Hurricane Katrina, One Year Later

A year after one Katrina wreaked havoc in New Orleans and the Gulf, success is divided among foodservice dealers and operators.

Web-Exclusive: Operators and dealers reported the impact of hurricane damage. September-November, 2005.

It's been a year since Hurricane Katrina ravaged New Orleans and the Gulf states, and recovery is still slow, but steady. In the foodservice industry, progress is divided among dealers and operators.

With major damage to city infrastructure, looming housing and staffing shortages, and lagging insurance payments, restaurants have been slow to reopen, with only 34 percent of restaurants in Orleans Parish back in business and 46 percent in the metro area. Louisiana's Jefferson Parish has had the most success, with 66 percent of the restaurants in that area having reopened. Dealers, on the other hand, are faring a bit better than operators. As their customers rebuild, dealers are busier than ever with total renovations and replacement orders.

Despite the well-documented ongoing challenges in New Orleans and the surrounding areas, residents have maintained an unwavering sense of optimism about the future. The storm may have damaged virtually everything in sight, but it hasn't damaged their spirit. New Orleans and the Gulf states will come back strong, residents say, it's just a matter of time, hard work, and helping out your neighbor.

FE&S spoke with dealers and operators affected by the storm in October and November, and again in February and March. Some weren't faring too well—warehouses became offices without phone lines, restaurants suffered major flood damage and spoilage, and some people saw their homes almost completely ravaged. Now, all seem to be back on their feet and doing well. Here are their new stories, one year later. 

Christine Briede, Loubat Equipment Co., New Orleans When FE&S spoke with Briede back in February, Loubat was back in action, but phone lines were down, and she expected having to rely on cell phones for another six months. Thankfully, the phone company got the landlines back up and running only a little later that month. Now, a year after the storm, “Things are a lot better,” Briede said. “In the beginning I couldn't have guessed that we'd be this far along.” The city itself, in Briede's opinion, is far worse off. New Orleans continues to struggle with housing issues—many families still live in trailers or are displaced from the community entirely.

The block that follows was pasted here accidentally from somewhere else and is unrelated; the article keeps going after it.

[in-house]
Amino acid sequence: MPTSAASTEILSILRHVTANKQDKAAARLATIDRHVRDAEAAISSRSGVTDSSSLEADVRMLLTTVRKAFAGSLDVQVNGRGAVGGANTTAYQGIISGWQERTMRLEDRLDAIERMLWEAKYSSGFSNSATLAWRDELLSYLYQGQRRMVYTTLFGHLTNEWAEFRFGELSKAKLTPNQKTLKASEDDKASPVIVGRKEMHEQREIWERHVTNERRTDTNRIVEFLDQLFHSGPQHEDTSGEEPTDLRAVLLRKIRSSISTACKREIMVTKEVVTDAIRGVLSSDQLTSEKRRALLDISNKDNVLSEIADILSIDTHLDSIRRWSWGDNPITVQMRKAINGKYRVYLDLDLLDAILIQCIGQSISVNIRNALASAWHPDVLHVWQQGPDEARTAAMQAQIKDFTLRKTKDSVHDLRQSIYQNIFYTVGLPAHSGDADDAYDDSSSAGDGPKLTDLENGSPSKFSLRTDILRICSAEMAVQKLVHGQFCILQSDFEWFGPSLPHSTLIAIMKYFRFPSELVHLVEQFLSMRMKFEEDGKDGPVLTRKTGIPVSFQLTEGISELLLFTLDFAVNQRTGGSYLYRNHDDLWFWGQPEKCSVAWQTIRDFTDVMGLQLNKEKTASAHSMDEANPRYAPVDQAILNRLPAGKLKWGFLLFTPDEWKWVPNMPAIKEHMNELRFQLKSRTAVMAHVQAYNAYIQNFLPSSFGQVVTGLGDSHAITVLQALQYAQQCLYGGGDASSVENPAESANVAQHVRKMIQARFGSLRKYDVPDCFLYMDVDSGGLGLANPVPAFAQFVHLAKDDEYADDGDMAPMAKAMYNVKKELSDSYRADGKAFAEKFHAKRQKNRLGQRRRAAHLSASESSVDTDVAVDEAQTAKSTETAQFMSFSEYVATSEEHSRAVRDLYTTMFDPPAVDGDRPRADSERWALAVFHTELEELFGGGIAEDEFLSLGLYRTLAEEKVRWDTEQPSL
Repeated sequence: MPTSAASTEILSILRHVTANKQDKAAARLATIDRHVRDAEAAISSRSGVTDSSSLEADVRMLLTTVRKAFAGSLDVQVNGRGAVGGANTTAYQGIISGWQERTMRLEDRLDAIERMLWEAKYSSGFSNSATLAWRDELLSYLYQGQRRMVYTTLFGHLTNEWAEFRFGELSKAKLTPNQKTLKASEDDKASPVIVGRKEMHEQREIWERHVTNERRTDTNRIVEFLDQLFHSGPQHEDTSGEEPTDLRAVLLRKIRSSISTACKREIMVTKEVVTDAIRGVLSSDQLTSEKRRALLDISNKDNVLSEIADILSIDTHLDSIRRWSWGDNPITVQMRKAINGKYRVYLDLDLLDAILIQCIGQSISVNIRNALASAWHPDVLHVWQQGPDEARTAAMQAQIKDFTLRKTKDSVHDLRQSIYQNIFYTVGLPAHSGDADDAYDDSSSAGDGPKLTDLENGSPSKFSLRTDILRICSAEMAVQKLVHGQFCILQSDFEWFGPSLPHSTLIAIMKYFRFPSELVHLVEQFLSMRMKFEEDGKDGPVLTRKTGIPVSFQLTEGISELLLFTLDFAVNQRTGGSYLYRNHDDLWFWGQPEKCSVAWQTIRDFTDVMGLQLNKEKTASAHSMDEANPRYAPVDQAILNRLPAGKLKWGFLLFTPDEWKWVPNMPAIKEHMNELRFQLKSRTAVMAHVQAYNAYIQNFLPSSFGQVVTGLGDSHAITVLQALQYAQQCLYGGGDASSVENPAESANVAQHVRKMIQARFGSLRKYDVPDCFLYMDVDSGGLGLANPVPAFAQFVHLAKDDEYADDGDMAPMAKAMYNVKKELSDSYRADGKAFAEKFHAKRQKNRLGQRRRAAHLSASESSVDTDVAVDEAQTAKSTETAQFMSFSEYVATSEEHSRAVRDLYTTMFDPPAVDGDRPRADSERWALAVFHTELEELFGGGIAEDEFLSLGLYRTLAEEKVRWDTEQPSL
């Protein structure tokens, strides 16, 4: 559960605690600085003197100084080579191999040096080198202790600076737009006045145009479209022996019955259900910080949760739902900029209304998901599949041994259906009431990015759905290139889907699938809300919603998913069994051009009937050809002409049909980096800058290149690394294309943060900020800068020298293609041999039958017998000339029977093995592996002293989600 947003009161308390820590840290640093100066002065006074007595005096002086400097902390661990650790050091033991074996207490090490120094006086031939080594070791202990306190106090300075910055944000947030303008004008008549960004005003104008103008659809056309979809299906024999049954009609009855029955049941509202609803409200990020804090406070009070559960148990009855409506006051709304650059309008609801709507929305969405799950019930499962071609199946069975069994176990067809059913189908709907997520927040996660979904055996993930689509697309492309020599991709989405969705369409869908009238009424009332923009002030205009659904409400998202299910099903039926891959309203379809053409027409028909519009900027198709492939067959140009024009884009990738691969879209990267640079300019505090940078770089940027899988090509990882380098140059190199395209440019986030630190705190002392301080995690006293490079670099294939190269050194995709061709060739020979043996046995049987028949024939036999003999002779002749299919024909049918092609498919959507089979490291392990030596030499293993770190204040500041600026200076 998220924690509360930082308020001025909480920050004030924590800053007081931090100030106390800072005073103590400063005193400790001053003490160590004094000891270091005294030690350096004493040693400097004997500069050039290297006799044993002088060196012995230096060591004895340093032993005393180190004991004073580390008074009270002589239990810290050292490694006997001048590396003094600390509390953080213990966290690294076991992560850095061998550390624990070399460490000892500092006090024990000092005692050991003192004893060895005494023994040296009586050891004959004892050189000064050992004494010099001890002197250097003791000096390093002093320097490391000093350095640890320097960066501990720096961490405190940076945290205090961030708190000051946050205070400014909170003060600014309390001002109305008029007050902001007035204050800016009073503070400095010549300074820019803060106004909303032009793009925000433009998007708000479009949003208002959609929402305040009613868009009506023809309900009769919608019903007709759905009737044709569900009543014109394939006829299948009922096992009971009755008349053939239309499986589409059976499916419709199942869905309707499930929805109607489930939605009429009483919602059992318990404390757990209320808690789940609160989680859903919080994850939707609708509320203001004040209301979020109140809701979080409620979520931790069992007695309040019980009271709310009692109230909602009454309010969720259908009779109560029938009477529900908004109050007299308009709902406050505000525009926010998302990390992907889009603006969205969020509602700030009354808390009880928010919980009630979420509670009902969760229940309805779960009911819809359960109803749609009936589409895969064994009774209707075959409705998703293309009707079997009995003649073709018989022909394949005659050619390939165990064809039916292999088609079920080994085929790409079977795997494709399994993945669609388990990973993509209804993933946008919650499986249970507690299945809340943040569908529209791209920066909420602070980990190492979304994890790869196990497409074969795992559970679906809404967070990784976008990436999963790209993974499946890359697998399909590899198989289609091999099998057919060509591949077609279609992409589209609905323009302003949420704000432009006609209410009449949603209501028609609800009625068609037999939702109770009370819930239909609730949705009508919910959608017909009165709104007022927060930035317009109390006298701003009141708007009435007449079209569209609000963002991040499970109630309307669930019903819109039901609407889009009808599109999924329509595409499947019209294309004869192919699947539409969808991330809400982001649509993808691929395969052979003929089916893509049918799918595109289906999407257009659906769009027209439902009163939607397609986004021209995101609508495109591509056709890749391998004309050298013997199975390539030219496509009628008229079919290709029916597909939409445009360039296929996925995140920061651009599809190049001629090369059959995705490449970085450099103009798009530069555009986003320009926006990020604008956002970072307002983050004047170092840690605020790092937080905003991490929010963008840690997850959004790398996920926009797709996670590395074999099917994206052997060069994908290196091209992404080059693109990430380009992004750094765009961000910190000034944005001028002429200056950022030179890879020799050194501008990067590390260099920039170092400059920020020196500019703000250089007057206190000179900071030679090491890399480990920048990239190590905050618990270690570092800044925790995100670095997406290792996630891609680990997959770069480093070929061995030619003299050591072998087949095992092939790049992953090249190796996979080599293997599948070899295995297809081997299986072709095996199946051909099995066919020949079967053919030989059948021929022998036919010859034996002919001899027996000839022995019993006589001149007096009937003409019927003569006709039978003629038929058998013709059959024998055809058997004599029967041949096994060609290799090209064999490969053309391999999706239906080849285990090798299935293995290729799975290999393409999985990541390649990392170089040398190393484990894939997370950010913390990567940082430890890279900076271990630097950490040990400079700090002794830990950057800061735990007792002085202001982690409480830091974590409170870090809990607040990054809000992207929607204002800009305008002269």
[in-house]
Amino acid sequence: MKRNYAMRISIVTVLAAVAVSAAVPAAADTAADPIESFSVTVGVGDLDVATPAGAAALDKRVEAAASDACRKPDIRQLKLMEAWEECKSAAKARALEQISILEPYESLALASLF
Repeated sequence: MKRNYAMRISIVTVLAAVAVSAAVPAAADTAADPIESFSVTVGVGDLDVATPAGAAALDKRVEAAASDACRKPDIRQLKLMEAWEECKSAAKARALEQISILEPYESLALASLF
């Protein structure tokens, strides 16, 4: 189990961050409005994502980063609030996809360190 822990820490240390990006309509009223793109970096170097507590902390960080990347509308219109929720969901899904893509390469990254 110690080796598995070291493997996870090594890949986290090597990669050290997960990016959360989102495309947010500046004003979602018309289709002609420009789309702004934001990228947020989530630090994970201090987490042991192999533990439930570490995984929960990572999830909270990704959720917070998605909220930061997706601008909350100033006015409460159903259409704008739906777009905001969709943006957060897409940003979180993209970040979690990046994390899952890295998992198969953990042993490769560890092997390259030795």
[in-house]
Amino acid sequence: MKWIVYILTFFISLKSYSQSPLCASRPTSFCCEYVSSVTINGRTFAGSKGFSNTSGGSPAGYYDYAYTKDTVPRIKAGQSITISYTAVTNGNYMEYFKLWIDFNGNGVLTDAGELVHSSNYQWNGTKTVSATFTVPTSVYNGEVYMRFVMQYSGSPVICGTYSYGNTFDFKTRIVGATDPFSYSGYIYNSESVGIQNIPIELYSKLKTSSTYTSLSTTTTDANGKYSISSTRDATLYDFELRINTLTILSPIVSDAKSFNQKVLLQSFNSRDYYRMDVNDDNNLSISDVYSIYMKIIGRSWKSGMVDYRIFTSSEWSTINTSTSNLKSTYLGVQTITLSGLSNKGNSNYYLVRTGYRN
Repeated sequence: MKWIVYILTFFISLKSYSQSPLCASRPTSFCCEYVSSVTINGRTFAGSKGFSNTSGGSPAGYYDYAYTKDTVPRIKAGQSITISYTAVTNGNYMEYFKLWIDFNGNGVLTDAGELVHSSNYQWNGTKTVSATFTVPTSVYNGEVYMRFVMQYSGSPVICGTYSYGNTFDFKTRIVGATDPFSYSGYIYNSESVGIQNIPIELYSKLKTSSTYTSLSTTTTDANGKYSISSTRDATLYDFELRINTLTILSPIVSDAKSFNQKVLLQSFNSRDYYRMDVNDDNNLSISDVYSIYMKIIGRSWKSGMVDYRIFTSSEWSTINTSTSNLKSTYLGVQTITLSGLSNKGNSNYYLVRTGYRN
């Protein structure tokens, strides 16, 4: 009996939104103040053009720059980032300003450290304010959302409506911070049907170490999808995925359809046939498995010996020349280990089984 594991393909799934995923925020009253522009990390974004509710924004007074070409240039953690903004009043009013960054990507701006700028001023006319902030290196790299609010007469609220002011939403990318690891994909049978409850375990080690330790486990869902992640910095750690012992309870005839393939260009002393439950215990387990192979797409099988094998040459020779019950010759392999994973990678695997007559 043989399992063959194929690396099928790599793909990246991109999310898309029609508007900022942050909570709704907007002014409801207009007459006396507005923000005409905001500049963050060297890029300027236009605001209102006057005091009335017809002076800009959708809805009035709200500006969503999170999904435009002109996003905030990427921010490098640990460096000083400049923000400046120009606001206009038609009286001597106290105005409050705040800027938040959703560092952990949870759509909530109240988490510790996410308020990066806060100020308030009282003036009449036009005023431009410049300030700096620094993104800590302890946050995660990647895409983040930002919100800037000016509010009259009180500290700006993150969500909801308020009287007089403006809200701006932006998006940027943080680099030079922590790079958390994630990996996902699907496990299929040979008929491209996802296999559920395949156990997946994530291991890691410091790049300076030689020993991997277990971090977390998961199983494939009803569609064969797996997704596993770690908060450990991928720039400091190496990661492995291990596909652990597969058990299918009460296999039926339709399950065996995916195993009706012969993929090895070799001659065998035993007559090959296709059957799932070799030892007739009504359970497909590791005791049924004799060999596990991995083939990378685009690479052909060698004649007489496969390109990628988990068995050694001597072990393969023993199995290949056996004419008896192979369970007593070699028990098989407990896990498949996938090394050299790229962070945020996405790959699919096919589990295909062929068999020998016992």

Others seem to wait endlessly for contractors, plumbers and electricians for even the most minor of repairs. Briede was lucky to only have been displaced from her home for two months after the storm due to minor damage. Her children, however, had to attend another school during renovations, and just recently transferred back to their old one. 

At the Loubat headquarters, workers ripped out the soiled carpet and sheet rock, painted the walls, and performed other renovations. For a while, Briede and her staff worked on folding tables set up in the adjoining warehouse, but are now back in the offices. “You don't realize what you have until it all goes away,” she said.

In between staying busy with “quite a few” projects, Briede attended the Louisiana Restaurant Show, which she felt provided a good opportunity to connect with others in the industry and talk about each others' progress. For the last three years, Loubat has been an exhibitor at the show as a sponsor of the Louisiana Seafood Board's seafood cook-off featuring 20 chefs from across the country. Each year, the Food Network covers the event, and this year, that kind of publicity is even more valuable as the state continues to rebuild.

“There are a lot of questions as to which restaurants are coming back, and which ones aren't,” Briede said. “Maybe restaurant owners will be there and we can ask them directly.” Briede's curiosity stems from having some customers leave the state indefinitely. But, even if restaurants don't come back, she said, someone else will go in their place. “We'll need to hire more employees as we get busier,” Briede added. Quite a few of her staff moved out of state after the storm. Still, she remains hopeful. “The next five to 10 years will be very good,” she said. The dealership plans to have an open house in the fall.